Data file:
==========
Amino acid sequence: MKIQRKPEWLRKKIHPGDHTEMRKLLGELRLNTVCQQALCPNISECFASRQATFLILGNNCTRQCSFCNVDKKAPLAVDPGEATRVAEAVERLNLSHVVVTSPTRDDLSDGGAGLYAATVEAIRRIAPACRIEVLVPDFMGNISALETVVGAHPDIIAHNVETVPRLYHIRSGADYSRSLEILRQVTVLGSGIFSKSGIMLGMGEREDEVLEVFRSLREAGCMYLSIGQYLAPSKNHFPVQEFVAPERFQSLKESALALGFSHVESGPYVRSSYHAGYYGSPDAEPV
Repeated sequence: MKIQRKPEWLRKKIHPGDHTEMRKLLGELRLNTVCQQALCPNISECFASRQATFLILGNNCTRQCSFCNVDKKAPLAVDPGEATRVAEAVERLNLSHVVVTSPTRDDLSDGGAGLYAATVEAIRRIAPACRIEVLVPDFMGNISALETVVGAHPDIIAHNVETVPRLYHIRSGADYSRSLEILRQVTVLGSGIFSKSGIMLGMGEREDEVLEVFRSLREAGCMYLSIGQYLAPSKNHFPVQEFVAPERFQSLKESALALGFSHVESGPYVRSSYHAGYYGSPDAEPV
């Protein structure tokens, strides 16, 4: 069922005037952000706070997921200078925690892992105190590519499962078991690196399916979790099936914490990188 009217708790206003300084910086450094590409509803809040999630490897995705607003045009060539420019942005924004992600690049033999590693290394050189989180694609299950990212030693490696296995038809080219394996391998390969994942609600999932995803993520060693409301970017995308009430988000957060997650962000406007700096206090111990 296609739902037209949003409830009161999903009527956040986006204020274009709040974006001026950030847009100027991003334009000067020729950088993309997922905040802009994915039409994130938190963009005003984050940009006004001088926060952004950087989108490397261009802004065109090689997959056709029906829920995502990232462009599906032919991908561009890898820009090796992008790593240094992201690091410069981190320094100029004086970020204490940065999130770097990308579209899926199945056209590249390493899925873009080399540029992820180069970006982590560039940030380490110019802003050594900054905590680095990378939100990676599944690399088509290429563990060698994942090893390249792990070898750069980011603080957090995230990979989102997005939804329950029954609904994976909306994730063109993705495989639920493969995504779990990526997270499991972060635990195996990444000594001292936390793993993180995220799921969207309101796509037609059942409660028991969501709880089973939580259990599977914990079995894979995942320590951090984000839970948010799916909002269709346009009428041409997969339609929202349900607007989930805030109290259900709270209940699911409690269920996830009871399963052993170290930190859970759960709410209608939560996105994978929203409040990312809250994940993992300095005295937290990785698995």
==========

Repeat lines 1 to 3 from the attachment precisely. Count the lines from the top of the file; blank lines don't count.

Amino acid sequence: MKIQRKPEWLRKKIHPGDHTEMRKLLGELRLNTVCQQALCPNISECFASRQATFLILGNNCTRQCSFCNVDKKAPLAVDPGEATRVAEAVERLNLSHVVVTSPTRDDLSDGGAGLYAATVEAIRRIAPACRIEVLVPDFMGNISALETVVGAHPDIIAHNVETVPRLYHIRSGADYSRSLEILRQVTVLGSGIFSKSGIMLGMGEREDEVLEVFRSLREAGCMYLSIGQYLAPSKNHFPVQEFVAPERFQSLKESALALGFSHVESGPYVRSSYHAGYYGSPDAEPV
Repeated sequence: MKIQRKPEWLRKKIHPGDHTEMRKLLGELRLNTVCQQALCPNISECFASRQATFLILGNNCTRQCSFCNVDKKAPLAVDPGEATRVAEAVERLNLSHVVVTSPTRDDLSDGGAGLYAATVEAIRRIAPACRIEVLVPDFMGNISALETVVGAHPDIIAHNVETVPRLYHIRSGADYSRSLEILRQVTVLGSGIFSKSGIMLGMGEREDEVLEVFRSLREAGCMYLSIGQYLAPSKNHFPVQEFVAPERFQSLKESALALGFSHVESGPYVRSSYHAGYYGSPDAEPV
């Protein structure tokens, strides 16, 4: 069922005037952000706070997921200078925690892992105190590519499962078991690196399916979790099936914490990188 009217708790206003300084910086450094590409509803809040999630490897995705607003045009060539420019942005924004992600690049033999590693290394050189989180694609299950990212030693490696296995038809080219394996391998390969994942609600999932995803993520060693409301970017995308009430988000957060997650962000406007700096206090111990 296609739902037209949003409830009161999903009527956040986006204020274009709040974006001026950030847009100027991003334009000067020729950088993309997922905040802009994915039409994130938190963009005003984050940009006004001088926060952004950087989108490397261009802004065109090689997959056709029906829920995502990232462009599906032919991908561009890898820009090796992008790593240094992201690091410069981190320094100029004086970020204490940065999130770097990308579209899926199945056209590249390493899925873009080399540029992820180069970006982590560039940030380490110019802003050594900054905590680095990378939100990676599944690399088509290429563990060698994942090893390249792990070898750069980011603080957090995230990979989102997005939804329950029954609904994976909306994730063109993705495989639920493969995504779990990526997270499991972060635990195996990444000594001292936390793993993180995220799921969207309101796509037609059942409660028991969501709880089973939580259990599977914990079995894979995942320590951090984000839970948010799916909002269709346009009428041409997969339609929202349900607007989930805030109290259900709270209940699911409690269920996830009871399963052993170290930190859970759960709410209608939560996105994978929203409040990312809250994940993992300095005295937290990785698995």